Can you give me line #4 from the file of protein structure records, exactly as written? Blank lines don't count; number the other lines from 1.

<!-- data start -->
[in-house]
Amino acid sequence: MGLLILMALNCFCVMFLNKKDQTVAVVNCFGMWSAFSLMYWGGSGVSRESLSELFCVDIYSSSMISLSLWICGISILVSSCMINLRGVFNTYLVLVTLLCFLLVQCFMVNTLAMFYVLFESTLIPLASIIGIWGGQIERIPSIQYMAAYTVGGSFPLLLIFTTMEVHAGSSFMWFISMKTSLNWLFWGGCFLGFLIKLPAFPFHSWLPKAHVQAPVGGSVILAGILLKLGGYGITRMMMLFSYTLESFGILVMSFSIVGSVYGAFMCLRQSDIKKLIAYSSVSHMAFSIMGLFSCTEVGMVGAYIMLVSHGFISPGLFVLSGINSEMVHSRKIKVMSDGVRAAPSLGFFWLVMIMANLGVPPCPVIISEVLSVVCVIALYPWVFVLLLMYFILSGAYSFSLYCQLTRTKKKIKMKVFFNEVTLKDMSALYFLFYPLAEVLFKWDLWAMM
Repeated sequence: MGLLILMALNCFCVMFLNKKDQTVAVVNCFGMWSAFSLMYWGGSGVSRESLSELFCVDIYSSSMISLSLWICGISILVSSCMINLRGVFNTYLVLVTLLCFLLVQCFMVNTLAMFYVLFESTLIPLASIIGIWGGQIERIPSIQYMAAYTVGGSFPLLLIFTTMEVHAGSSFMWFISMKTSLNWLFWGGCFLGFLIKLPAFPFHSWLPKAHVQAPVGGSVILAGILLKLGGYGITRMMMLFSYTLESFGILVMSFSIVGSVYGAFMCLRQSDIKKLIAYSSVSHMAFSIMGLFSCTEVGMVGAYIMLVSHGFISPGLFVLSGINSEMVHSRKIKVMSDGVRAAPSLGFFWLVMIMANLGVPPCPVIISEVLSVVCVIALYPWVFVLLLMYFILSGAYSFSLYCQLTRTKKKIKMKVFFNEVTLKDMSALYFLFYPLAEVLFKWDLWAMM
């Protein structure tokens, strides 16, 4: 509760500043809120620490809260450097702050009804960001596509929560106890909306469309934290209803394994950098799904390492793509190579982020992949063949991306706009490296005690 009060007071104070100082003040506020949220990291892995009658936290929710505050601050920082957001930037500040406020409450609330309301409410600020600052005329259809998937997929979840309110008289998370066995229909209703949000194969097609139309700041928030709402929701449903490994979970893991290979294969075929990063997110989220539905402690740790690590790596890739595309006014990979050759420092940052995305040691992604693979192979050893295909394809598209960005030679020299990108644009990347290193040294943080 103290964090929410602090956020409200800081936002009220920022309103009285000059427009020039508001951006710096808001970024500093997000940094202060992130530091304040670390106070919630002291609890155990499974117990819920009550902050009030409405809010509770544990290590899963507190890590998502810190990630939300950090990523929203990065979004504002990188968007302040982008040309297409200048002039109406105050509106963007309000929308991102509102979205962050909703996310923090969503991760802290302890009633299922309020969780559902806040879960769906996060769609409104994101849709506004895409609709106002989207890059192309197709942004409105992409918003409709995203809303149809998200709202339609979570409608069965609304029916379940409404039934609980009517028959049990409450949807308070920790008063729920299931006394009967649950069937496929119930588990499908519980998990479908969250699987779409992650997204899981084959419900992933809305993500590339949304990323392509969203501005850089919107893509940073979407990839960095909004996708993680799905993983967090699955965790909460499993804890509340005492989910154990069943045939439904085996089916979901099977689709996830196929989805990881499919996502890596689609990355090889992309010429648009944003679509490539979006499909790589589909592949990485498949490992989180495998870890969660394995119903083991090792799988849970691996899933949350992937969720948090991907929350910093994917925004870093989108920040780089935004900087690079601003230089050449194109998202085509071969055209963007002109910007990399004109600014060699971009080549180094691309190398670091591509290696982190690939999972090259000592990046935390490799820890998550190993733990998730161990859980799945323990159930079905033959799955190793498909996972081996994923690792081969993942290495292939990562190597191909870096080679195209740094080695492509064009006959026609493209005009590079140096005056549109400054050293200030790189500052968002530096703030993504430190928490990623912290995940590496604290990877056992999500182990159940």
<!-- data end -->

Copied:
């Protein structure tokens, strides 16, 4: 509760500043809120620490809260450097702050009804960001596509929560106890909306469309934290209803394994950098799904390492793509190579982020992949063949991306706009490296005690 009060007071104070100082003040506020949220990291892995009658936290929710505050601050920082957001930037500040406020409450609330309301409410600020600052005329259809998937997929979840309110008289998370066995229909209703949000194969097609139309700041928030709402929701449903490994979970893991290979294969075929990063997110989220539905402690740790690590790596890739595309006014990979050759420092940052995305040691992604693979192979050893295909394809598209960005030679020299990108644009990347290193040294943080 103290964090929410602090956020409200800081936002009220920022309103009285000059427009020039508001951006710096808001970024500093997000940094202060992130530091304040670390106070919630002291609890155990499974117990819920009550902050009030409405809010509770544990290590899963507190890590998502810190990630939300950090990523929203990065979004504002990188968007302040982008040309297409200048002039109406105050509106963007309000929308991102509102979205962050909703996310923090969503991760802290302890009633299922309020969780559902806040879960769906996060769609409104994101849709506004895409609709106002989207890059192309197709942004409105992409918003409709995203809303149809998200709202339609979570409608069965609304029916379940409404039934609980009517028959049990409450949807308070920790008063729920299931006394009967649950069937496929119930588990499908519980998990479908969250699987779409992650997204899981084959419900992933809305993500590339949304990323392509969203501005850089919107893509940073979407990839960095909004996708993680799905993983967090699955965790909460499993804890509340005492989910154990069943045939439904085996089916979901099977689709996830196929989805990881499919996502890596689609990355090889992309010429648009944003679509490539979006499909790589589909592949990485498949490992989180495998870890969660394995119903083991090792799988849970691996899933949350992937969720948090991907929350910093994917925004870093989108920040780089935004900087690079601003230089050449194109998202085509071969055209963007002109910007990399004109600014060699971009080549180094691309190398670091591509290696982190690939999972090259000592990046935390490799820890998550190993733990998730161990859980799945323990159930079905033959799955190793498909996972081996994923690792081969993942290495292939990562190597191909870096080679195209740094080695492509064009006959026609493209005009590079140096005056549109400054050293200030790189500052968002530096703030993504430190928490990623912290995940590496604290990877056992999500182990159940």